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ACCA paper 1 3 managing people 2006 answ 1

Answers


Part 1 Examination – Paper 1.3
Managing People
1

June 2006 Answers

All organisations of whatever size need to understand and address the issues of the relationship between various levels of
management, especially the nature, source and limitations of authority, responsibility and delegation. Understanding responsibility,
delegation and authority is fundamental to the practice of management. Professional accountants should be able to show an
understanding of the problems and challenges associated with these concepts of management. Students are not expected to
remember definitions verbatim, but they are expected to show an understanding of the inherent logic contained in these concepts,
and to demonstrate a clear distinction between the two main concepts of authority and responsibility.
(a)

There are many explanations of what managers do. The most widely understood approach is that of Henri Fayol, who said
that managers perform five duties, to forecast and plan, to organise, to command, co-ordinate and control. Managers are
ultimately responsible for the efficient use of the organisation’s resources and are accountable to the organisation’s owners.
At Flavours Fine Foods, the owners (the Jones brothers) must recognise this reality and allow the managers to manage.

It used to be said that a manager did his or her job by getting others to do theirs. In many ways this sums up the role of the
supervisor. However, management must ensure that supervisors understand organisational objectives and must make clear
the powers and limits of the supervisors’ authority. Supervision is an important and integral part of the task and process of
management.
The role of the supervisor is critical because of direct contact with and responsibility directly for the work of others. The
supervisor is unique; he or she is the interface between management and the workforce and is the direct link between the
two, being in direct physical contact with non-managers on a frequent basis. Supervisors are in the front line of management
and see that others fulfil their duties, resolve problems first hand and often quickly, direct the work of others and enforce
discipline. In addition, they often must have direct knowledge of health, safety and employment legislation and have authority
for negotiation and industrial relations within the department.

(b)

(i)

RESPONSIBILITY is the liability of a person to be called to account for their actions and results, and is therefore an
obligation to take some action to discharge that responsibility. Unlike authority, responsibility cannot be delegated. There
is however some discussion on the extent to which this statement is true: the idea that responsibility cannot be delegated
is too simplistic. Any task contains an element of responsibility. It is the idea of accountability and the direction of
responsibility that is the relevant concept and is the problem at Flavours Fine Foods; ultimate responsibility resides with
the owners. It is self evident that it is impossible to exercise authority without responsibility because this could lead to
problems of control and therefore undesirable outcomes for the organisation. However, the superior (the owner) is always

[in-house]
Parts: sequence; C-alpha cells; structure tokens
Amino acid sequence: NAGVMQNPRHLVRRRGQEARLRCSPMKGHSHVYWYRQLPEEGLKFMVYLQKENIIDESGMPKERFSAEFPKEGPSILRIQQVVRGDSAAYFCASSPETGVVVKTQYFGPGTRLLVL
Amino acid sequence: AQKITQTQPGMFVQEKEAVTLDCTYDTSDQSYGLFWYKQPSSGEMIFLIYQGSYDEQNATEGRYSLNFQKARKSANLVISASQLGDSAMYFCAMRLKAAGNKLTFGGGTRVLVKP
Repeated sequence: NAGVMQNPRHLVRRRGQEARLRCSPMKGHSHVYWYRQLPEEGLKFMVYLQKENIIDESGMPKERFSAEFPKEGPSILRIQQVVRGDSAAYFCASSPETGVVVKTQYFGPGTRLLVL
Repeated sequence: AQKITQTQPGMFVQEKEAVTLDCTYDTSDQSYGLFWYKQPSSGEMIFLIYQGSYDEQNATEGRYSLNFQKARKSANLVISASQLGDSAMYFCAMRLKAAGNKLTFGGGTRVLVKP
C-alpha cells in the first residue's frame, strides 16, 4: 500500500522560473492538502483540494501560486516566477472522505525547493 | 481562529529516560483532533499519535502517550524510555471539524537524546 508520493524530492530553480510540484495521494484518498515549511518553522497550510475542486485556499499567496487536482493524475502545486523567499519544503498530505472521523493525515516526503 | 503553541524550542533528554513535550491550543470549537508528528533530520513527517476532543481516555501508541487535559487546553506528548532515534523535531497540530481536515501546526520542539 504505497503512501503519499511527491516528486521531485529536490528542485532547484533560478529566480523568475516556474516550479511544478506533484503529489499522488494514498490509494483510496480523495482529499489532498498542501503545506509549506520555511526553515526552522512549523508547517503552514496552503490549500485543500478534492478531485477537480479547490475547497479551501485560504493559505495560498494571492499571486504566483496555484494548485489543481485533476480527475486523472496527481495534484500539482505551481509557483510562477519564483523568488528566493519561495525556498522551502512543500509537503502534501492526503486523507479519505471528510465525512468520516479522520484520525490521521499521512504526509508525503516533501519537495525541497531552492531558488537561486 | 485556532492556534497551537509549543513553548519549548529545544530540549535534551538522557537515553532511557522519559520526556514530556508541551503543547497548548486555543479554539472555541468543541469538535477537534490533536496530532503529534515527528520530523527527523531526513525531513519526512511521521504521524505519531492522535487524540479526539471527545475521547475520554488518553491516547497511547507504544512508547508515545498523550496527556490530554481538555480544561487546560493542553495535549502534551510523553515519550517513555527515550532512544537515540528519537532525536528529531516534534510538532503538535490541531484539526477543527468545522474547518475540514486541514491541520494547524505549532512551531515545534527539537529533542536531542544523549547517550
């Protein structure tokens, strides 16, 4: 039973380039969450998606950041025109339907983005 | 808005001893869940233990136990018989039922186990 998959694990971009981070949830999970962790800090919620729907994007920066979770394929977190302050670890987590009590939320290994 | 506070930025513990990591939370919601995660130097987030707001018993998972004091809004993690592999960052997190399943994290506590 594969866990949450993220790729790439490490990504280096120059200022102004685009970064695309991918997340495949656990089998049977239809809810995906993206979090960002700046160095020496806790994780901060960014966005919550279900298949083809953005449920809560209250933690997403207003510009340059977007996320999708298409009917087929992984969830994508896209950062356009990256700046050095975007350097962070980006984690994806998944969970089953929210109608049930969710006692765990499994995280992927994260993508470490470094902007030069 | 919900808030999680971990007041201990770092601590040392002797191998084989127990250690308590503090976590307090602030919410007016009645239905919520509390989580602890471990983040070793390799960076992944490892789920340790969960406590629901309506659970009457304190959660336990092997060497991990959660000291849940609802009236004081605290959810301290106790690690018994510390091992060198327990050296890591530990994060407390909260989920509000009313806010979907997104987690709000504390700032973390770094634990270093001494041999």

ultimately responsible for the actions of his or her subordinates. The key element here is the recognition of discretion by
virtue of the person’s position. This underlines the doctrine of absolute responsibility; the superior is always ultimately
accountable.

(ii)

AUTHORITY is the scope and amount of discretion given to a person to make decisions by virtue of the position held
within the organisation. The authority and power structure of an organisation defines the part each member of the
organisation is expected to perform and the relationship between the organisation’s members so that its efforts are
effective. The source of authority may be top down (as in formal organisations) or bottom up (as in social organisations
and politics). In the scenario, authority is from the top and should be delegated downwards.

(iii) DELEGATION is giving a subordinate the discretion to make decisions within a certain, defined sphere of influence.
Therefore the superior must possess the authority to delegate. The key element here is discretion and the level of
authority within a specific sphere which is behind the problems at Flavours Fine Foods. Authority should be clearly
delegated as appropriate to the managers and, through them, to the supervisors.
(c)

(i)

Without delegation, formal organisations could not exist. Without allocation of authority, responsibility and delegation, a
formal organisation cannot be effective. They are critical aspects. Managers must delegate because of the size and
complexity of the organisation (certainly an issue for Flavours Fine Foods). Delegation can help overcome the physical
and mental limitations of staff, managers and supervisors and it allows management to attend to other matters since
routine tasks and decision making can be passed down. However, superiors must call subordinates to account and coordinate their activities.

(ii)

Effective delegation can be achieved by assigning agreed tasks to the subordinate, ensuring that resources are allocated
and by specifying expected performance levels and ensuring that they are understood. In addition, it is necessary to